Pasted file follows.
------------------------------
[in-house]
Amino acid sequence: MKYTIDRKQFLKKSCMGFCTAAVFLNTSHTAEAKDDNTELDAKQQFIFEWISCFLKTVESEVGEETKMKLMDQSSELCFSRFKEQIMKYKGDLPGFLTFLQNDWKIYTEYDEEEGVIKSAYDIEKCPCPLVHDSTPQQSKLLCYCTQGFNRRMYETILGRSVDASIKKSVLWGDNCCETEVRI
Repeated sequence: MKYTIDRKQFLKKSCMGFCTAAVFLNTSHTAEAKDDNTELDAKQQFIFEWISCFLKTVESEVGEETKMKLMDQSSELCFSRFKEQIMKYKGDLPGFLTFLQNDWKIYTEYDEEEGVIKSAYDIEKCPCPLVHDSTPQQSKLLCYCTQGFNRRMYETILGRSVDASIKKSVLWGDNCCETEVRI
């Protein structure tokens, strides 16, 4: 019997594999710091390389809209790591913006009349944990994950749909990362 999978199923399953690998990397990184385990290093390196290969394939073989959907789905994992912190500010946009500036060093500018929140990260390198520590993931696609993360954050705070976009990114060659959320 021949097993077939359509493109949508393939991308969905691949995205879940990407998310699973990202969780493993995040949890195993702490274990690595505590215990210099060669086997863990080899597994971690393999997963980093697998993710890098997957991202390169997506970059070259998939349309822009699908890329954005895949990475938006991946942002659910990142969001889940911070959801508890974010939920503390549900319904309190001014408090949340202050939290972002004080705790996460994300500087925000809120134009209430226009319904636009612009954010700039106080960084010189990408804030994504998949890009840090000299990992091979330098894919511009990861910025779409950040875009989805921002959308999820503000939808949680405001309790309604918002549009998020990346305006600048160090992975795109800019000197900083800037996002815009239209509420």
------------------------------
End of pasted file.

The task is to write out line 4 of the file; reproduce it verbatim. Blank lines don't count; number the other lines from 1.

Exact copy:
């Protein structure tokens, strides 16, 4: 019997594999710091390389809209790591913006009349944990994950749909990362 999978199923399953690998990397990184385990290093390196290969394939073989959907789905994992912190500010946009500036060093500018929140990260390198520590993931696609993360954050705070976009990114060659959320 021949097993077939359509493109949508393939991308969905691949995205879940990407998310699973990202969780493993995040949890195993702490274990690595505590215990210099060669086997863990080899597994971690393999997963980093697998993710890098997957991202390169997506970059070259998939349309822009699908890329954005895949990475938006991946942002659910990142969001889940911070959801508890974010939920503390549900319904309190001014408090949340202050939290972002004080705790996460994300500087925000809120134009209430226009319904636009612009954010700039106080960084010189990408804030994504998949890009840090000299990992091979330098894919511009990861910025779409950040875009989805921002959308999820503000939808949680405001309790309604918002549009998020990346305006600048160090992975795109800019000197900083800037996002815009239209509420």